Like many invasive species, lanternflies have no natural predators in North America to hold their population in check. Research is underway into importing some of those predators from Asia.
The hope is that some effective means of control will emerge before the insects expand their habitat to New York.
"The fact that we have some lead time to be thinking about this and to be preparing for it, and learning about it, hopefully gives us a bit of a leg up on it," Walter-Peterson said.
Louis Gridley, secretary-treasurer of the New York State Grape Growers Association, said growers are hoping to learn as well.
"We’ll just sort of deal with lanternflies when they come along,” said Gridley who, with his wife, Donna, grows grapes on the slopes above Keuka Lake. "The important thing is you’ve got to be ready to learn something every year. You can never get set in your ways.”
How to spot a spotted lanternfly
What to look for:
- They lay eggs in late summer and early fall on smooth surfaces. Tree bark is a possibility, but so are metal panels, stones, wood products and plastic.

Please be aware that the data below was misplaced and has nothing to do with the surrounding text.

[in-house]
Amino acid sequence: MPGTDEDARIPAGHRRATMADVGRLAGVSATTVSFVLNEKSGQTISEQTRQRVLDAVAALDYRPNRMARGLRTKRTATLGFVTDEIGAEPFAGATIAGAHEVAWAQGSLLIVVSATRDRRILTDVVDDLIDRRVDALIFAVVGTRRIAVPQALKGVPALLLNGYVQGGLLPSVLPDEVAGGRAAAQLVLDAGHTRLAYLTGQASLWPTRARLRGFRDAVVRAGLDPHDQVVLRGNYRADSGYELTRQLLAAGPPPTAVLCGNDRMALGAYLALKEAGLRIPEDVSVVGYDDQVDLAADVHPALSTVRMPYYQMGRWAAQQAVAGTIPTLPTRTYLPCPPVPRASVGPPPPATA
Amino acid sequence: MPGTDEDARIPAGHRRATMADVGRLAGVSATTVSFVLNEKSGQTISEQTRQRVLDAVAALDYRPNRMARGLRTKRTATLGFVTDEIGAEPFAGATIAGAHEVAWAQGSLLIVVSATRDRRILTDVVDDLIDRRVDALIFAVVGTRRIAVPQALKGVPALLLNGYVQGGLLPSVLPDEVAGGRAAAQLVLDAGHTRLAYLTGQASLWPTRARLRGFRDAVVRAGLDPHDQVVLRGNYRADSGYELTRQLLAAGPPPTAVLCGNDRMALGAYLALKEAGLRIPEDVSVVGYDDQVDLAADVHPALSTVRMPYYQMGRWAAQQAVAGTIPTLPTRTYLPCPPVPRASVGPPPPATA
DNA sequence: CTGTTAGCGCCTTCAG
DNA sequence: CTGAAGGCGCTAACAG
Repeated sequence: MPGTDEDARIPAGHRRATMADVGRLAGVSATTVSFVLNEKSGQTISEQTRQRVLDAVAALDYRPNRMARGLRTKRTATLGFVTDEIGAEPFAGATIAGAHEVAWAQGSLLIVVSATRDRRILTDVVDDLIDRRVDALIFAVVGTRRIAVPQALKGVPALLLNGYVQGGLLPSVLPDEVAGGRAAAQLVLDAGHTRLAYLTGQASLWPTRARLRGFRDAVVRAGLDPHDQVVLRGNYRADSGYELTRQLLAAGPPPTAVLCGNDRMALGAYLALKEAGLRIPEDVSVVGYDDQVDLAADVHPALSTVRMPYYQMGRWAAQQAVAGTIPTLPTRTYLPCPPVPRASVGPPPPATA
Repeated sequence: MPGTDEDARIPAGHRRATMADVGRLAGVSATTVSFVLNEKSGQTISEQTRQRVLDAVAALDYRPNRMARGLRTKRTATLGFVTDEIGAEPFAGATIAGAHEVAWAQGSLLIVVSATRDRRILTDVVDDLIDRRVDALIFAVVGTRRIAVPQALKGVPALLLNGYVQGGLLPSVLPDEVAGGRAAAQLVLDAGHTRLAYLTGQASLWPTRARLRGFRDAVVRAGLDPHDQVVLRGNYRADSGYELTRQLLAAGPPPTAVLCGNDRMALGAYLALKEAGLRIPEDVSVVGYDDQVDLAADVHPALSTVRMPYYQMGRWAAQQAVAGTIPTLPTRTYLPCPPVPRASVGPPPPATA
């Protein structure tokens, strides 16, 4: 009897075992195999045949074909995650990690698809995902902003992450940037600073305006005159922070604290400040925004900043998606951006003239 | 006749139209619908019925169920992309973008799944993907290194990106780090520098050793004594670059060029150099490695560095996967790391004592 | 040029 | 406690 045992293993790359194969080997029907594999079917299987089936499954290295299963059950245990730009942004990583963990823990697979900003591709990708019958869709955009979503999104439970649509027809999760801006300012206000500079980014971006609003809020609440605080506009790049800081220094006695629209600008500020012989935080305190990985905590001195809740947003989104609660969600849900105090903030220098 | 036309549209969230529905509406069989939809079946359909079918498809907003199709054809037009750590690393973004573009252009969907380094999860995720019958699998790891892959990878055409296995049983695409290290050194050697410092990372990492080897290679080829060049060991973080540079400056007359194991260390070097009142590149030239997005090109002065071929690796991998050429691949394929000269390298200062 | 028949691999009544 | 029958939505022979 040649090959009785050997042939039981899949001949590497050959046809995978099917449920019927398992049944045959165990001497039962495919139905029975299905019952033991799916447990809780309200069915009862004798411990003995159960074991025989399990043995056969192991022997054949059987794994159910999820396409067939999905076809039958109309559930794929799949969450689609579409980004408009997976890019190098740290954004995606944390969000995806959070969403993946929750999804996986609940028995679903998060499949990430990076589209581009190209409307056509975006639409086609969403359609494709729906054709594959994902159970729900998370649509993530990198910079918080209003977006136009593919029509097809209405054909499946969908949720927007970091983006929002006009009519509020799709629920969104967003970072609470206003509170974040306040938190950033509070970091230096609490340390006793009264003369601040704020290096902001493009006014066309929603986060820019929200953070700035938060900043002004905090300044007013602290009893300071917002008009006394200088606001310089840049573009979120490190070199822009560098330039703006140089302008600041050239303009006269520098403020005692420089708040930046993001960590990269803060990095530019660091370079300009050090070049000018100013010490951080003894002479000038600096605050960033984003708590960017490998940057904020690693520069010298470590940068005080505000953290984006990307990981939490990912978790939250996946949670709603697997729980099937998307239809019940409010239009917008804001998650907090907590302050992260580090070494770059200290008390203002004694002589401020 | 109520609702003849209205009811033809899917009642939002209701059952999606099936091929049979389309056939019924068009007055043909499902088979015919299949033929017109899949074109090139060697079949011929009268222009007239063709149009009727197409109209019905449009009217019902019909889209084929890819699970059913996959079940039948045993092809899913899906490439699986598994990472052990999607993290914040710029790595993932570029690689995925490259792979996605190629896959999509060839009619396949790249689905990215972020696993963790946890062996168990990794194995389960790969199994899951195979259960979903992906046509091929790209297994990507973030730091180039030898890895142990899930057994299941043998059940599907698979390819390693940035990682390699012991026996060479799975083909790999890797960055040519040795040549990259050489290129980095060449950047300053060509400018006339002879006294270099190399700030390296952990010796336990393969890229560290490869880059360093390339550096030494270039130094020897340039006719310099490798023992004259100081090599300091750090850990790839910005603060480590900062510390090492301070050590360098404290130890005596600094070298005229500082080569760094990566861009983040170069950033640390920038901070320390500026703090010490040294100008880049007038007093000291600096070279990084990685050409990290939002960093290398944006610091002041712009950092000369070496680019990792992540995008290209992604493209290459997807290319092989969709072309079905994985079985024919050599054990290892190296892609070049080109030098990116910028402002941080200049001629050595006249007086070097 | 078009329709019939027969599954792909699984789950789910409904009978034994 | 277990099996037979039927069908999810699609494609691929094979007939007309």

- The egg masses are inch-long rows covered with a waxy substance that can be white or darker colored. They get dry and scaly as winter wears on.
- When they hatch in April or May, nymphs are very small, like ticks. Look for swarms of them on a tree.
- As they grow in the spring and summer, black coloration with white spots becomes visible.
- Look for buildup of sticky honeydew under infested plants.
- In their last stage, nymphs are larger and are black with red spots
- Adults appear in summer and are gray with hues of pink or lavender, with black dots. When wings are open, one pair is red with black spots and black with white stripes, while the other wings are brownish-gray with black spots.
How to report a sighting
Officials in New York, Pennsylvania and other states want citizens to report any lanternfly eggs, nymphs or adults they see.
- In New York, take a photo, note the exact location and email it to email@example.com, or fill out the form at the DEC website.
- In Pennsylvania, call (888) 422-3359 (4BAD-FLY) or go to this website to file a report.
- In New Jersey, email photo and location to SLFfirstname.lastname@example.org or leave a voicemail message at (833) 223- 2840.